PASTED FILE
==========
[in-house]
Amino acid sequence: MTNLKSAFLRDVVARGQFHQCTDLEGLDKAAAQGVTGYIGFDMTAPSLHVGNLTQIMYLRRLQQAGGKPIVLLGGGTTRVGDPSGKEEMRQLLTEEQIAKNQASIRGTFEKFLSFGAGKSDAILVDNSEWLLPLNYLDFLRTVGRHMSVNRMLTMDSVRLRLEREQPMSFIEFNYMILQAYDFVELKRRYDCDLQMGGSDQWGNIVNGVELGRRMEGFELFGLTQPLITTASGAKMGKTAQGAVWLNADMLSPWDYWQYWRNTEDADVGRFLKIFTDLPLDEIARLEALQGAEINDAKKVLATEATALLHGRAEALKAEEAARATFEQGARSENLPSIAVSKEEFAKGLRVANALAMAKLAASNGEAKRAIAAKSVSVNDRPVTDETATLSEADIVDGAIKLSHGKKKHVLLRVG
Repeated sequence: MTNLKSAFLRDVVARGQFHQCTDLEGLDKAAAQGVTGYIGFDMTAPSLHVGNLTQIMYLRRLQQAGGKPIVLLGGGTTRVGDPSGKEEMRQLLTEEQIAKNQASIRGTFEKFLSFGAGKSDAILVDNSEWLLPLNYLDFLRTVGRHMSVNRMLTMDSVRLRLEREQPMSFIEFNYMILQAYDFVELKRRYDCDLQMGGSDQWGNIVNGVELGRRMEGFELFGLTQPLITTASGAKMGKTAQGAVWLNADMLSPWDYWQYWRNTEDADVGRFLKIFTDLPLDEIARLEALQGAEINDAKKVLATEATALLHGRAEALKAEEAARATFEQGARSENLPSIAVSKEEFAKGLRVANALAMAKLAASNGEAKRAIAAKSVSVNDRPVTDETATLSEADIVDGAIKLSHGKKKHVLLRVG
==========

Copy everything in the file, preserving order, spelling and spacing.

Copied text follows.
[in-house]
Amino acid sequence: MTNLKSAFLRDVVARGQFHQCTDLEGLDKAAAQGVTGYIGFDMTAPSLHVGNLTQIMYLRRLQQAGGKPIVLLGGGTTRVGDPSGKEEMRQLLTEEQIAKNQASIRGTFEKFLSFGAGKSDAILVDNSEWLLPLNYLDFLRTVGRHMSVNRMLTMDSVRLRLEREQPMSFIEFNYMILQAYDFVELKRRYDCDLQMGGSDQWGNIVNGVELGRRMEGFELFGLTQPLITTASGAKMGKTAQGAVWLNADMLSPWDYWQYWRNTEDADVGRFLKIFTDLPLDEIARLEALQGAEINDAKKVLATEATALLHGRAEALKAEEAARATFEQGARSENLPSIAVSKEEFAKGLRVANALAMAKLAASNGEAKRAIAAKSVSVNDRPVTDETATLSEADIVDGAIKLSHGKKKHVLLRVG
Repeated sequence: MTNLKSAFLRDVVARGQFHQCTDLEGLDKAAAQGVTGYIGFDMTAPSLHVGNLTQIMYLRRLQQAGGKPIVLLGGGTTRVGDPSGKEEMRQLLTEEQIAKNQASIRGTFEKFLSFGAGKSDAILVDNSEWLLPLNYLDFLRTVGRHMSVNRMLTMDSVRLRLEREQPMSFIEFNYMILQAYDFVELKRRYDCDLQMGGSDQWGNIVNGVELGRRMEGFELFGLTQPLITTASGAKMGKTAQGAVWLNADMLSPWDYWQYWRNTEDADVGRFLKIFTDLPLDEIARLEALQGAEINDAKKVLATEATALLHGRAEALKAEEAARATFEQGARSENLPSIAVSKEEFAKGLRVANALAMAKLAASNGEAKRAIAAKSVSVNDRPVTDETATLSEADIVDGAIKLSHGKKKHVLLRVG